Mentoring and God's Call

  • Don Payne
  • Nov 1, 2004

When I go camping I carry with me one of those fold-up multi-function tools. It's almost like taking my workshop with me. Pliers, saw blade, can opener, knife, screwdriver, hole punch; you name it, quite likely I have it ... all in the space of about eight cubic inches! This small instrument provides me with exponential amounts of leverage over my environment. Its usefulness, however, depends on what I need to do. Unfortunately, the really vital issues in my life are inaccessible to this otherwise handy item. For those areas, I need a totally different type of resource.

As mentors we can sometimes serve those we mentor in a straightforward, problem-solving fashion. You know; "How do I do this?" "Here, let me show you." Neat, clean, and satisfying. Yet, any really meaningful mentoring relationship will take us into places where there seem to be no specific, easily accessible, problem-solving tools we can pull from our mentoring belts. One of those places is the discernment of God's call and direction. Within the Christian community we can find diverse opinions about the nature of God's call and how it is to be identified. Most agree, however, that there is something deeply personal, mysterious, and unavoidable about this matter.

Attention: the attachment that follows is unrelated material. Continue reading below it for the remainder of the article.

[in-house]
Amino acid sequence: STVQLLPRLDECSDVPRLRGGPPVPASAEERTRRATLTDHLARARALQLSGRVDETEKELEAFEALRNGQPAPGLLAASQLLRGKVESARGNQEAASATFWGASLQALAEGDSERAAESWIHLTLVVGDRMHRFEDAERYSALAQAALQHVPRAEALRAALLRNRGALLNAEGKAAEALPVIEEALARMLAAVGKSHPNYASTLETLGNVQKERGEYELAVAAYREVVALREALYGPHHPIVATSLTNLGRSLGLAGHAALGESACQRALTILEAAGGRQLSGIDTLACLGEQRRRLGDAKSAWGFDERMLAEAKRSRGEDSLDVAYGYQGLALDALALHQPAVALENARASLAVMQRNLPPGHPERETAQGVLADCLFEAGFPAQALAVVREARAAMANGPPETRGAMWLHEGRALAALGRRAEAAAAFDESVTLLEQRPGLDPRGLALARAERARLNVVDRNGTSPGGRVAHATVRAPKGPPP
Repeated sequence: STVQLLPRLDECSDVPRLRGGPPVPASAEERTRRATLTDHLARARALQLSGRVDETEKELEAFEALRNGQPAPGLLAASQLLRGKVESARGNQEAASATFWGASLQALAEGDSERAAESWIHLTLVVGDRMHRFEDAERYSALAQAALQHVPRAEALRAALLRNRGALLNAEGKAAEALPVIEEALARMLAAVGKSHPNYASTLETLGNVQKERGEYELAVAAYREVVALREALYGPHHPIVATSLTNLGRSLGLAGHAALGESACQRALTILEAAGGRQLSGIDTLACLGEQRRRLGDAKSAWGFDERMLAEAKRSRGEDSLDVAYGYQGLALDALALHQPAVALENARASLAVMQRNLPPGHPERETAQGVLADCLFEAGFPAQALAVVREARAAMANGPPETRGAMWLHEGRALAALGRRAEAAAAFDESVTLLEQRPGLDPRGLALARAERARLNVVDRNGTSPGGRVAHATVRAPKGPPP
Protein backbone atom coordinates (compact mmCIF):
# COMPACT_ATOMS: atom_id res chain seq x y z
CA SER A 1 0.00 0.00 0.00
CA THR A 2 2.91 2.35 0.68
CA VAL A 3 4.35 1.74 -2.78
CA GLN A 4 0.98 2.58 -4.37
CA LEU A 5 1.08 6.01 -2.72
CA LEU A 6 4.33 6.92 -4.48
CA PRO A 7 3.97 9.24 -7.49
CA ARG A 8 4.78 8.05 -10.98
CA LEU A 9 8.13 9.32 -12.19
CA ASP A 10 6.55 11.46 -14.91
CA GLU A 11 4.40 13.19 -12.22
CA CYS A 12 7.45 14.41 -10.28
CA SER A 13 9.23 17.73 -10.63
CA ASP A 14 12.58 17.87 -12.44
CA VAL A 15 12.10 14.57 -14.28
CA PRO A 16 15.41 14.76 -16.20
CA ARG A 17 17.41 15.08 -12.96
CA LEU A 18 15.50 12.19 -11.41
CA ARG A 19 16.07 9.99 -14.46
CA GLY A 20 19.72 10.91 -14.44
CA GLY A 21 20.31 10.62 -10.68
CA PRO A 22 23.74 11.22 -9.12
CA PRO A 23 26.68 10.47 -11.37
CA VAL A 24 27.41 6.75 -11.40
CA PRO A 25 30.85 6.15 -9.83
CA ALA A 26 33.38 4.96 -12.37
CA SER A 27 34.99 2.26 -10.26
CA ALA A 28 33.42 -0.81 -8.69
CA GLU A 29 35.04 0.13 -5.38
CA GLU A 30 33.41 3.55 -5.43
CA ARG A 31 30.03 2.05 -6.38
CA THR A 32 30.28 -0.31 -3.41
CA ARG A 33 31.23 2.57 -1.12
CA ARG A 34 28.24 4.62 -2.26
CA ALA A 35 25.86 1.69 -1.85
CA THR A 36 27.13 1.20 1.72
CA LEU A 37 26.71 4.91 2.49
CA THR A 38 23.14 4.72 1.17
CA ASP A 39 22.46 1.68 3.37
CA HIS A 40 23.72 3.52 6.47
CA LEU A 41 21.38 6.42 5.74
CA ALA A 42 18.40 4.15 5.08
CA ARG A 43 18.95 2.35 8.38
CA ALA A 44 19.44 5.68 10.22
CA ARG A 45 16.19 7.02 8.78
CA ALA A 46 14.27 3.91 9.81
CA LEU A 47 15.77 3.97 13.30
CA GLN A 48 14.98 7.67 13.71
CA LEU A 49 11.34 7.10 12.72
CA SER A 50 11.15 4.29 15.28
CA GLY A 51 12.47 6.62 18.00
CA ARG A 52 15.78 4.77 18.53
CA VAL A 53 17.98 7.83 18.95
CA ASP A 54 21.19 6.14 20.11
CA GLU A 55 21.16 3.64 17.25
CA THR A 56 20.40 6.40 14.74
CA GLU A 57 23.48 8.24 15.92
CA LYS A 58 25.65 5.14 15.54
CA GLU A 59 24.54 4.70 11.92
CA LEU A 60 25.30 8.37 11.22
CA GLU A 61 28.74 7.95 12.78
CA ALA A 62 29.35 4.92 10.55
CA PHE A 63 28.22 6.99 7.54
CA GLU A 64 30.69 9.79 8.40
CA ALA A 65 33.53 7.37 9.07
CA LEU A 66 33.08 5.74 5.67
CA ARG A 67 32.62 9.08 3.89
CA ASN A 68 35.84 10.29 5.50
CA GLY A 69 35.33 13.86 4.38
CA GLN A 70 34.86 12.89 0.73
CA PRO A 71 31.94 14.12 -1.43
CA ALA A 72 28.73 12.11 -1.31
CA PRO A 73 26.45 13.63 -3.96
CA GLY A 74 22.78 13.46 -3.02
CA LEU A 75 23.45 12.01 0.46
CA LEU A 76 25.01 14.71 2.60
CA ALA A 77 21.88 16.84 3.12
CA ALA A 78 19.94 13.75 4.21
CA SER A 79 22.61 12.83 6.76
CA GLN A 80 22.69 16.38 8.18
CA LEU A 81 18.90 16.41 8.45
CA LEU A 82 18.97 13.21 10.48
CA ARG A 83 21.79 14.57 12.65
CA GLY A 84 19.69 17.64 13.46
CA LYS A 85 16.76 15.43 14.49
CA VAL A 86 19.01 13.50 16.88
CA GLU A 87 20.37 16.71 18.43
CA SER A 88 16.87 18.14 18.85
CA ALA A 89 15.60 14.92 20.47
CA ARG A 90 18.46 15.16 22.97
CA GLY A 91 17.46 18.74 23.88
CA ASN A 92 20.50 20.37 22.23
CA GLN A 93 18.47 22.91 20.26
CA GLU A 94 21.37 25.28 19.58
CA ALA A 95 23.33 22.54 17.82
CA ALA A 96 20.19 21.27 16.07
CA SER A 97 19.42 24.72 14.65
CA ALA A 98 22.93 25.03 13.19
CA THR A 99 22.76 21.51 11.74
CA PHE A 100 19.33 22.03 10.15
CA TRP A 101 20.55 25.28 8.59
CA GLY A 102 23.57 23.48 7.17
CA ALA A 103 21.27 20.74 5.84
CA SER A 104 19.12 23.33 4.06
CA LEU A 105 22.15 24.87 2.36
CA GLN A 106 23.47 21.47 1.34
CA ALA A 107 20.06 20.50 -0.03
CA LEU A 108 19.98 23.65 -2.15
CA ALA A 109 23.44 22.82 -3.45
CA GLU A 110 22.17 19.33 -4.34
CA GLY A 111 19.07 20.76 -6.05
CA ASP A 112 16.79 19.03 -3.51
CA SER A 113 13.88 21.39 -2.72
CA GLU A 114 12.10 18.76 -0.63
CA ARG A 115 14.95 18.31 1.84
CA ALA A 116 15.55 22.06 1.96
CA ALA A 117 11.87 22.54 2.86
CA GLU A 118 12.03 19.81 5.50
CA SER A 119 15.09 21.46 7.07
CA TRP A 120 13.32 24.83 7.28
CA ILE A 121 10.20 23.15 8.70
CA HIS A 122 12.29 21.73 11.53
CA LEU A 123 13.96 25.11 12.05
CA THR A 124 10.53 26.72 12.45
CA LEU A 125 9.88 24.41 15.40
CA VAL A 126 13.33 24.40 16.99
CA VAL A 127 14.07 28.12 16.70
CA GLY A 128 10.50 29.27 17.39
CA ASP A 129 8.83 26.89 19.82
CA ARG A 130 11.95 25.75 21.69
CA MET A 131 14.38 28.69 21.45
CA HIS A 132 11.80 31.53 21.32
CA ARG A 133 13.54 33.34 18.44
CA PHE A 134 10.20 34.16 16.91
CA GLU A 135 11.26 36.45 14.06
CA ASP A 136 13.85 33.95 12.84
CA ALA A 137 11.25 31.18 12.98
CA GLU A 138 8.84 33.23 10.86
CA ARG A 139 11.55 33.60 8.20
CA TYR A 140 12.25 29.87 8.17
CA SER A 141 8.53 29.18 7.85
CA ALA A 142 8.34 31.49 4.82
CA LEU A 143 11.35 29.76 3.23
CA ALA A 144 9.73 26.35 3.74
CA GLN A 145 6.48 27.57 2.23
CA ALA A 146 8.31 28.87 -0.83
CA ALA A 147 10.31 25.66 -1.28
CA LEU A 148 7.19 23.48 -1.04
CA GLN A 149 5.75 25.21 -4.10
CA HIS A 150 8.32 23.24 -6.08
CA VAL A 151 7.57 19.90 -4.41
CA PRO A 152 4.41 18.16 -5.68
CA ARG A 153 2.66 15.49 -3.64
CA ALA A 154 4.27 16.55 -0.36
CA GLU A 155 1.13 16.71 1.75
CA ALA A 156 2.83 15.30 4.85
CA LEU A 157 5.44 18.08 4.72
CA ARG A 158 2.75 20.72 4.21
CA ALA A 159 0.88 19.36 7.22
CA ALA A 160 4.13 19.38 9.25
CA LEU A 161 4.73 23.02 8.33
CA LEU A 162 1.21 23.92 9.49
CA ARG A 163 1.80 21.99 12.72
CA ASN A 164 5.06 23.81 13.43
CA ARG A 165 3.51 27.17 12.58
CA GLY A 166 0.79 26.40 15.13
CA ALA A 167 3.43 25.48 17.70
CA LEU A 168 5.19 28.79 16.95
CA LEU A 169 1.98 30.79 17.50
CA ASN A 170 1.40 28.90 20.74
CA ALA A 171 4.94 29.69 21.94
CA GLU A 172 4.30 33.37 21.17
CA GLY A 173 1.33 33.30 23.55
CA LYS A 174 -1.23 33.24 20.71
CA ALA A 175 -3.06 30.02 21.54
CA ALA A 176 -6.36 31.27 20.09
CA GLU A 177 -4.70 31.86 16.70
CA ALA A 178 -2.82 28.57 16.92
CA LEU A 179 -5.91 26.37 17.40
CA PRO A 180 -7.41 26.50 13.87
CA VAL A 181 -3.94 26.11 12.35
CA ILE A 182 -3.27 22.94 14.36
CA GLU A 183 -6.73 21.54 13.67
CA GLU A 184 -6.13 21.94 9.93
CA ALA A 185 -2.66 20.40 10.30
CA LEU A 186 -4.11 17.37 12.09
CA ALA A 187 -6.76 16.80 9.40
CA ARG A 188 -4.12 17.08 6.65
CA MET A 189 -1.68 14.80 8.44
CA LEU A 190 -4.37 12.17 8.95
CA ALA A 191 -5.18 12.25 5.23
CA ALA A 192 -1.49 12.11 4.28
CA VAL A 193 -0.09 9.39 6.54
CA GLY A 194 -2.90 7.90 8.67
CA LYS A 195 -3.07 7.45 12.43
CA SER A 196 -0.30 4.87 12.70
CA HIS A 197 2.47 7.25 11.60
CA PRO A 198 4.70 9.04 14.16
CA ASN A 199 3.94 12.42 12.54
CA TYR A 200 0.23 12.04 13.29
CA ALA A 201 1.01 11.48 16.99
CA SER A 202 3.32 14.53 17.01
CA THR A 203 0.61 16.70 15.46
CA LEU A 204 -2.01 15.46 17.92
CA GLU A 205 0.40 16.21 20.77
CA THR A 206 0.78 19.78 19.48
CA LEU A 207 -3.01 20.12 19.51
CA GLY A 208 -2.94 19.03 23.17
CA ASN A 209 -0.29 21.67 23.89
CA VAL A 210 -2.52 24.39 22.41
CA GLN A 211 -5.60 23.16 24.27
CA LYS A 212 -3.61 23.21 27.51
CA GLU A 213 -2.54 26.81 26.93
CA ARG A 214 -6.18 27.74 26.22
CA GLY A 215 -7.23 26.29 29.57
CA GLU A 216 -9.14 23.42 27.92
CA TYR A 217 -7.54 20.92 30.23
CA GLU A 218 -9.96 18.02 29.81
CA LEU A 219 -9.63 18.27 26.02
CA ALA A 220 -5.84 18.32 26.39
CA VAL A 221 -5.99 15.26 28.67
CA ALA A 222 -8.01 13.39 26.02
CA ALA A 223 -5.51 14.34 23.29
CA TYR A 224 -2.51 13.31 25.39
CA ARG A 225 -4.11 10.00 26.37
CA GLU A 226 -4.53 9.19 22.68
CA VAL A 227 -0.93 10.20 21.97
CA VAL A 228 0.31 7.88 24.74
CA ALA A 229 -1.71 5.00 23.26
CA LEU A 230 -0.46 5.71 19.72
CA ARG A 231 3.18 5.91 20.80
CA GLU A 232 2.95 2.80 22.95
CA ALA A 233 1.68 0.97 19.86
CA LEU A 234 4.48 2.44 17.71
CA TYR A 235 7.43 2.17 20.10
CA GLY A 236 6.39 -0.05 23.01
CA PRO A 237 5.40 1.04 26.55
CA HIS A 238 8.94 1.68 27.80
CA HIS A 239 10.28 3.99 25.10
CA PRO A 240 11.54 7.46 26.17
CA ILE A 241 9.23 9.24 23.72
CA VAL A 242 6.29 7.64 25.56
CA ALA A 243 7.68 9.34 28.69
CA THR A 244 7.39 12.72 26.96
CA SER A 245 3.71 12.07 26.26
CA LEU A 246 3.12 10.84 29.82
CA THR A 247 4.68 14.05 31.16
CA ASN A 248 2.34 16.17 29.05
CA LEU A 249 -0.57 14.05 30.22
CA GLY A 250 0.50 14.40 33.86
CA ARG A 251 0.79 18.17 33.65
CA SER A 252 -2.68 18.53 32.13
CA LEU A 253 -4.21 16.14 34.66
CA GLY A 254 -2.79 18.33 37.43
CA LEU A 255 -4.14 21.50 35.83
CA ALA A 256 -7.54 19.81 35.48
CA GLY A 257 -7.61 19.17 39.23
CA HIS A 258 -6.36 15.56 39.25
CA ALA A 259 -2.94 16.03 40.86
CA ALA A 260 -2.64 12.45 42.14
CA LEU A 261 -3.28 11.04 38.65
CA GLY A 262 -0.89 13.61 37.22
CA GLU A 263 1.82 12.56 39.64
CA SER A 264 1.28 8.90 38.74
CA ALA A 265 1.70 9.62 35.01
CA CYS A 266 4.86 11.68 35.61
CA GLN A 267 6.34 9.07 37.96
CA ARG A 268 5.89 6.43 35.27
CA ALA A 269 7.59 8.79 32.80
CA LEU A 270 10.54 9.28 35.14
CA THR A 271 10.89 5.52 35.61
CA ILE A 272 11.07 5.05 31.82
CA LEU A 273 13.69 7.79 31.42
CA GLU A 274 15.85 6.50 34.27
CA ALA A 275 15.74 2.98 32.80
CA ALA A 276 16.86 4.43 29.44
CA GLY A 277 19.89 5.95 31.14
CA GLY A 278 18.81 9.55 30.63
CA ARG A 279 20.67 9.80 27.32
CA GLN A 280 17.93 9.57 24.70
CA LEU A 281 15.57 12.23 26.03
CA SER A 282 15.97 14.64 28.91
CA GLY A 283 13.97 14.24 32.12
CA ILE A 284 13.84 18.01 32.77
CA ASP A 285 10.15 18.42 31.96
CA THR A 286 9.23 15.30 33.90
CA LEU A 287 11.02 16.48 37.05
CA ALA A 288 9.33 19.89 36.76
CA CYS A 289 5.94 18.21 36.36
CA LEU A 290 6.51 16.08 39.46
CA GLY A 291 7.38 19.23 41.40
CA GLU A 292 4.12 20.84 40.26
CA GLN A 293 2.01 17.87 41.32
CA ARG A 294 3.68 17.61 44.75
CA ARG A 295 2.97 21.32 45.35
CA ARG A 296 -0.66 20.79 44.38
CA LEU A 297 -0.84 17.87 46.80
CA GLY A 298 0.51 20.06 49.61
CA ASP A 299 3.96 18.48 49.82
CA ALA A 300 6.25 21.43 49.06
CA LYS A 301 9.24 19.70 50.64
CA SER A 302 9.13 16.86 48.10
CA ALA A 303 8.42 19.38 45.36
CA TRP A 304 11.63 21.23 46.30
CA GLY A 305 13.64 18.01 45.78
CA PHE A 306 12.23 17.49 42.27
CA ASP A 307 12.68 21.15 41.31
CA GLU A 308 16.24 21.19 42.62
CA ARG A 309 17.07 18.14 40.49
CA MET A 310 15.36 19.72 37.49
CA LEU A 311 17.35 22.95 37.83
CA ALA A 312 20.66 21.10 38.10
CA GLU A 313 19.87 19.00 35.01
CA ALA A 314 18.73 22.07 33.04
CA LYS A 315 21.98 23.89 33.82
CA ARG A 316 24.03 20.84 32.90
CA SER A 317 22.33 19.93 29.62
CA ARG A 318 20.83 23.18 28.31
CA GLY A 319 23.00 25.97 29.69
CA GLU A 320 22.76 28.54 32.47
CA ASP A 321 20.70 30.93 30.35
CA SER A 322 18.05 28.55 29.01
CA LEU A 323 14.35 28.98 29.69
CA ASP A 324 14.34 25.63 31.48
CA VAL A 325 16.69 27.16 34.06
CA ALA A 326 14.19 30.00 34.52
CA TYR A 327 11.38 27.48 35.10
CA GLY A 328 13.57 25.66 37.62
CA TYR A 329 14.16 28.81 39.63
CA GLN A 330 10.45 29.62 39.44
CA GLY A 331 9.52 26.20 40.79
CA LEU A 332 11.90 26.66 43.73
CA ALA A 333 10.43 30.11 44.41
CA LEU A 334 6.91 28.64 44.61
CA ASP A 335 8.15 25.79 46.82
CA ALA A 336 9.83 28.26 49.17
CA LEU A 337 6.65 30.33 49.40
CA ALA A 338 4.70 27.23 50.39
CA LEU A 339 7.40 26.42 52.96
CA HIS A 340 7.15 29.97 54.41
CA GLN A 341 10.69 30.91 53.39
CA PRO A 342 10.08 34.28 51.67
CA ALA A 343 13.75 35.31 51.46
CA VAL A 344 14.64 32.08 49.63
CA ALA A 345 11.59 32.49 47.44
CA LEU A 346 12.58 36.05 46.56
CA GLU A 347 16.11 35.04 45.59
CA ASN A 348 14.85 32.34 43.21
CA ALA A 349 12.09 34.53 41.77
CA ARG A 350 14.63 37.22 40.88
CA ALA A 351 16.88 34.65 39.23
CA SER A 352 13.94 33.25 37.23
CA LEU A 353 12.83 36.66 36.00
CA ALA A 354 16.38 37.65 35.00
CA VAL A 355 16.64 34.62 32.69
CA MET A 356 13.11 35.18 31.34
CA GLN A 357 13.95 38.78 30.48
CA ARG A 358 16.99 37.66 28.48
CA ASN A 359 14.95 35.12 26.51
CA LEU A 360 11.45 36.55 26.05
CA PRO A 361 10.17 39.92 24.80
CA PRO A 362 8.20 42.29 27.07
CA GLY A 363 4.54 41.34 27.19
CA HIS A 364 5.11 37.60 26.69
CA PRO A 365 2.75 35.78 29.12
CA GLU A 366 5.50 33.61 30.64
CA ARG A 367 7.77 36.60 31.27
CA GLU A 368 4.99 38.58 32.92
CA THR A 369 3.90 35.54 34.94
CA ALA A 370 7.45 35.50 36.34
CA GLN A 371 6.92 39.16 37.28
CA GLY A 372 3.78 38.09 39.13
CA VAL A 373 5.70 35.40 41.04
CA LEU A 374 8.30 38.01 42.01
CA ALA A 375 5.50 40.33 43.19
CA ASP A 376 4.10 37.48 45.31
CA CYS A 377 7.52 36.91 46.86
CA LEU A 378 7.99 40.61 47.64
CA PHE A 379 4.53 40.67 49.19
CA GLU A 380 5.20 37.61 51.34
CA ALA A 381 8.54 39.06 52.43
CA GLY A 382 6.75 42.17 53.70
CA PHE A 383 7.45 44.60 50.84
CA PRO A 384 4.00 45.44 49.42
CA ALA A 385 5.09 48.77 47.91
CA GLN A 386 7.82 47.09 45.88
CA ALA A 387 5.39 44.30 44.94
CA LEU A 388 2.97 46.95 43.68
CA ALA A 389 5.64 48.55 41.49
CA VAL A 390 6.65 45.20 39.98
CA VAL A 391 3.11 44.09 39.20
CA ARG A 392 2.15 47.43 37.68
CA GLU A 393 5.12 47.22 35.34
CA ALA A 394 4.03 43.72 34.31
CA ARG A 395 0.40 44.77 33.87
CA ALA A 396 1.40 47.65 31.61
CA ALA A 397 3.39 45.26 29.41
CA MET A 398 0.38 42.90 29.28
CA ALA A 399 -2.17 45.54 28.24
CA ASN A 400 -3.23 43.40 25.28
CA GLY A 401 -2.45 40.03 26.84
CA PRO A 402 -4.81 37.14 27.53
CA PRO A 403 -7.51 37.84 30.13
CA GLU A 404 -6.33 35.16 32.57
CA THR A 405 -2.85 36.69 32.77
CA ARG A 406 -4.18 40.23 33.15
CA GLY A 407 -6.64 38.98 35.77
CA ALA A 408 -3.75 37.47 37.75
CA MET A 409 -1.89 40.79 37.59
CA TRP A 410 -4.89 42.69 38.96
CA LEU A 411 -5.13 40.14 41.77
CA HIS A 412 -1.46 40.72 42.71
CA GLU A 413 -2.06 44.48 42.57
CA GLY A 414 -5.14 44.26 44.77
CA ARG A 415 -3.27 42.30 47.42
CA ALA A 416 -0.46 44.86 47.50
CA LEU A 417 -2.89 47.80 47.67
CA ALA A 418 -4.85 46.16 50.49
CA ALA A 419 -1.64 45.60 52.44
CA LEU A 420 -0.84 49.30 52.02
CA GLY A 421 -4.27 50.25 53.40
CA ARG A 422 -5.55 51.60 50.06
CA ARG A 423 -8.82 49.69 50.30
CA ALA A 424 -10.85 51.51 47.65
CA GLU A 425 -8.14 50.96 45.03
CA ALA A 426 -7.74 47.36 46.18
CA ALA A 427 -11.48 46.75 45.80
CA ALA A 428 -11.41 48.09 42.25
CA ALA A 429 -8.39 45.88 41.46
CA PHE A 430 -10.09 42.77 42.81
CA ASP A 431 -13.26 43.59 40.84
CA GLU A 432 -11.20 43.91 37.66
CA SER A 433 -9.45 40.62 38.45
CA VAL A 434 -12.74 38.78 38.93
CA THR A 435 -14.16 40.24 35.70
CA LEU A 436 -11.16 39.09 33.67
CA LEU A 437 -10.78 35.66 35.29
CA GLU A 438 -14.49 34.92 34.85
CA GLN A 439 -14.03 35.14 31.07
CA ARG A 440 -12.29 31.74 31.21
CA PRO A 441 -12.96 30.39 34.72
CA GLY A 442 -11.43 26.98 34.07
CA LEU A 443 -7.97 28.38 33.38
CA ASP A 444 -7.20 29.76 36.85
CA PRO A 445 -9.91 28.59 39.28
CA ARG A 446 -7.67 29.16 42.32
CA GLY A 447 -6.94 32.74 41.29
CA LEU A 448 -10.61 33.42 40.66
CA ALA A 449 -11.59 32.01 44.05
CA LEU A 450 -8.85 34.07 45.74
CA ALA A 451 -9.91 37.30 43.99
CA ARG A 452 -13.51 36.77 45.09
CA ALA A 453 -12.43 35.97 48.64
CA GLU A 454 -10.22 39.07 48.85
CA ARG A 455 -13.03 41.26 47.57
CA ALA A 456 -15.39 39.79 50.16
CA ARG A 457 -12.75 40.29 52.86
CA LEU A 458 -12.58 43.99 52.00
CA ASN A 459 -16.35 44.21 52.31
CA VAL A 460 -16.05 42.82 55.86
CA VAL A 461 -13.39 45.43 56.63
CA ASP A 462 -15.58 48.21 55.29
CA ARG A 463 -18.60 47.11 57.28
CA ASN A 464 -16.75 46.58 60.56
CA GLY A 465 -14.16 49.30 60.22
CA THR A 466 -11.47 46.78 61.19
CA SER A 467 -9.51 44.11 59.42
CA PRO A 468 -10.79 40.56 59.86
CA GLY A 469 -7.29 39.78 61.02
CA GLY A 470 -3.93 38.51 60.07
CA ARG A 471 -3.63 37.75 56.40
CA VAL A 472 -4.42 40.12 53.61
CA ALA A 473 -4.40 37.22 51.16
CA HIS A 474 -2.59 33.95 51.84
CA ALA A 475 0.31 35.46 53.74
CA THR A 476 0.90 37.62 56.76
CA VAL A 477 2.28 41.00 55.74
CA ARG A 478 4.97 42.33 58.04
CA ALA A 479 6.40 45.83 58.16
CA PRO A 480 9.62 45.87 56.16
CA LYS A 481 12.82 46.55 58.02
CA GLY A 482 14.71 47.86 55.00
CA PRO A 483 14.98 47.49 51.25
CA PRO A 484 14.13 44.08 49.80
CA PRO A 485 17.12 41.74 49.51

Church historian Justo L. Gonzalez draws upon the Biblical examples of Elijah with Elisha, Eli with Samuel, Mary with Elizabeth, then Paul, Peter, and John with a variety of people in order to point out, "These people whom God uses to help others clarify their call are usually called 'mentors.'" He contrasts the more straightforward or linear functions of mentoring such as helping people in their "climb along the organizational ladder" to helping them listen to what God is calling them to do (Mentors as Instruments of God's Call. Nashville, TN: United Methodist Church, 2003, 11-12.)

A calling is a journey that none of us ever finishes until we are home with our Lord. Even when we become passionately clear about who God has made us to be and what He is compelling us to do, we need continual encouragement, accountability, and reflection in order to move along that path. As you consider your own mentoring relationships, where is the other person in relationship to God's call? What role can you play in helping identify, refine, or pursue that call? Is it affirmation? Is it suggesting alternative and creative ideas for weaving gifting and passion? Is it giving feedback on specific ways in which God is using that person in others' lives? A boilerplate approach would be nice, but the Holy Spirit's counsel is better. Tools have their place. A patient, listening spirit can get to the heart at the right time. The result will be more than the satisfaction of a dilemma resolved. It will be a life, and ultimately a world, deeply touched by God's heart - with your mentoring hand in the middle.